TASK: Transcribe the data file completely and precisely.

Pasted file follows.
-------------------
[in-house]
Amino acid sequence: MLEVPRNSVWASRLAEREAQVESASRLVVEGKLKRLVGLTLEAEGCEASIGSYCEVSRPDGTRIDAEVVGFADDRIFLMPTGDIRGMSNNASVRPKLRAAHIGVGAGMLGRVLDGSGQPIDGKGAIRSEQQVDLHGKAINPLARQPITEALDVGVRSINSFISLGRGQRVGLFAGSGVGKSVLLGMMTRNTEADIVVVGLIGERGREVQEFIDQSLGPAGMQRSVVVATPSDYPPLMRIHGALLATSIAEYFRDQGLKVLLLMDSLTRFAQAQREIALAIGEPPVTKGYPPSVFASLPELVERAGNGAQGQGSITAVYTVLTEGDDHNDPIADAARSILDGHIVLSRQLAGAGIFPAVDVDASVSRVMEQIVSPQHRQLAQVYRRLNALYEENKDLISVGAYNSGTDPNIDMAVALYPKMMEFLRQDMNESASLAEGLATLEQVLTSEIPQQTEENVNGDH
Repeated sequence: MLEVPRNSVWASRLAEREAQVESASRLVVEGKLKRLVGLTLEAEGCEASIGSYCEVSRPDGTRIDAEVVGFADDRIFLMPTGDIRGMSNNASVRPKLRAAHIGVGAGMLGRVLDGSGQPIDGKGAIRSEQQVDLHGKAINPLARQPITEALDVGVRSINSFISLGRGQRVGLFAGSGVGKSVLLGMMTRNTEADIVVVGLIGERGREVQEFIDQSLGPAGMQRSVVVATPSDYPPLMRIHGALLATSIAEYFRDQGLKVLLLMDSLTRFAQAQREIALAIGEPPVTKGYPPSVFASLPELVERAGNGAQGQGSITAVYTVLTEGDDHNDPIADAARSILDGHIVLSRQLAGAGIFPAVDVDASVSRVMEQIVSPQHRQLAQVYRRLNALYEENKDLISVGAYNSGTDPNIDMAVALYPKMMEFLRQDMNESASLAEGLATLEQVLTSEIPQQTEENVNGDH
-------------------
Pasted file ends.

[in-house]
Amino acid sequence: MLEVPRNSVWASRLAEREAQVESASRLVVEGKLKRLVGLTLEAEGCEASIGSYCEVSRPDGTRIDAEVVGFADDRIFLMPTGDIRGMSNNASVRPKLRAAHIGVGAGMLGRVLDGSGQPIDGKGAIRSEQQVDLHGKAINPLARQPITEALDVGVRSINSFISLGRGQRVGLFAGSGVGKSVLLGMMTRNTEADIVVVGLIGERGREVQEFIDQSLGPAGMQRSVVVATPSDYPPLMRIHGALLATSIAEYFRDQGLKVLLLMDSLTRFAQAQREIALAIGEPPVTKGYPPSVFASLPELVERAGNGAQGQGSITAVYTVLTEGDDHNDPIADAARSILDGHIVLSRQLAGAGIFPAVDVDASVSRVMEQIVSPQHRQLAQVYRRLNALYEENKDLISVGAYNSGTDPNIDMAVALYPKMMEFLRQDMNESASLAEGLATLEQVLTSEIPQQTEENVNGDH
Repeated sequence: MLEVPRNSVWASRLAEREAQVESASRLVVEGKLKRLVGLTLEAEGCEASIGSYCEVSRPDGTRIDAEVVGFADDRIFLMPTGDIRGMSNNASVRPKLRAAHIGVGAGMLGRVLDGSGQPIDGKGAIRSEQQVDLHGKAINPLARQPITEALDVGVRSINSFISLGRGQRVGLFAGSGVGKSVLLGMMTRNTEADIVVVGLIGERGREVQEFIDQSLGPAGMQRSVVVATPSDYPPLMRIHGALLATSIAEYFRDQGLKVLLLMDSLTRFAQAQREIALAIGEPPVTKGYPPSVFASLPELVERAGNGAQGQGSITAVYTVLTEGDDHNDPIADAARSILDGHIVLSRQLAGAGIFPAVDVDASVSRVMEQIVSPQHRQLAQVYRRLNALYEENKDLISVGAYNSGTDPNIDMAVALYPKMMEFLRQDMNESASLAEGLATLEQVLTSEIPQQTEENVNGDH